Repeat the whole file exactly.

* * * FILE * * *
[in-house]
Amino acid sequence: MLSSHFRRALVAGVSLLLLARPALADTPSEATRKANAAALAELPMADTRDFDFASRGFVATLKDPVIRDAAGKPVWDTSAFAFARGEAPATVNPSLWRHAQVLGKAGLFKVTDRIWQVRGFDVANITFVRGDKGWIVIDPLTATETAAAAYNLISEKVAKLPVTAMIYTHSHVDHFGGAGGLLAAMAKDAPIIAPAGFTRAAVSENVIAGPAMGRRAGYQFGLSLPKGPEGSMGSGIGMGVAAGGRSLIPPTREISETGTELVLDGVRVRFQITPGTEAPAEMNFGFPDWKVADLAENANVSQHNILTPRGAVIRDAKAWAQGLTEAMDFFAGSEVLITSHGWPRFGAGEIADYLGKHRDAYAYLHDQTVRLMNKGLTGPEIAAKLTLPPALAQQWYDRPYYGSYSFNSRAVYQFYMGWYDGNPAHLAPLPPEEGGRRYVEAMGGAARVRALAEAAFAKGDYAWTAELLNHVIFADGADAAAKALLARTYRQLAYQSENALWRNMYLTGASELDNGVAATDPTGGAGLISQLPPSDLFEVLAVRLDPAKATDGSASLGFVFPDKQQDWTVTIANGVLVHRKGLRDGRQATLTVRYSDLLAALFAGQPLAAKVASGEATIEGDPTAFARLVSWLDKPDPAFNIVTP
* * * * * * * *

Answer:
[in-house]
Amino acid sequence: MLSSHFRRALVAGVSLLLLARPALADTPSEATRKANAAALAELPMADTRDFDFASRGFVATLKDPVIRDAAGKPVWDTSAFAFARGEAPATVNPSLWRHAQVLGKAGLFKVTDRIWQVRGFDVANITFVRGDKGWIVIDPLTATETAAAAYNLISEKVAKLPVTAMIYTHSHVDHFGGAGGLLAAMAKDAPIIAPAGFTRAAVSENVIAGPAMGRRAGYQFGLSLPKGPEGSMGSGIGMGVAAGGRSLIPPTREISETGTELVLDGVRVRFQITPGTEAPAEMNFGFPDWKVADLAENANVSQHNILTPRGAVIRDAKAWAQGLTEAMDFFAGSEVLITSHGWPRFGAGEIADYLGKHRDAYAYLHDQTVRLMNKGLTGPEIAAKLTLPPALAQQWYDRPYYGSYSFNSRAVYQFYMGWYDGNPAHLAPLPPEEGGRRYVEAMGGAARVRALAEAAFAKGDYAWTAELLNHVIFADGADAAAKALLARTYRQLAYQSENALWRNMYLTGASELDNGVAATDPTGGAGLISQLPPSDLFEVLAVRLDPAKATDGSASLGFVFPDKQQDWTVTIANGVLVHRKGLRDGRQATLTVRYSDLLAALFAGQPLAAKVASGEATIEGDPTAFARLVSWLDKPDPAFNIVTP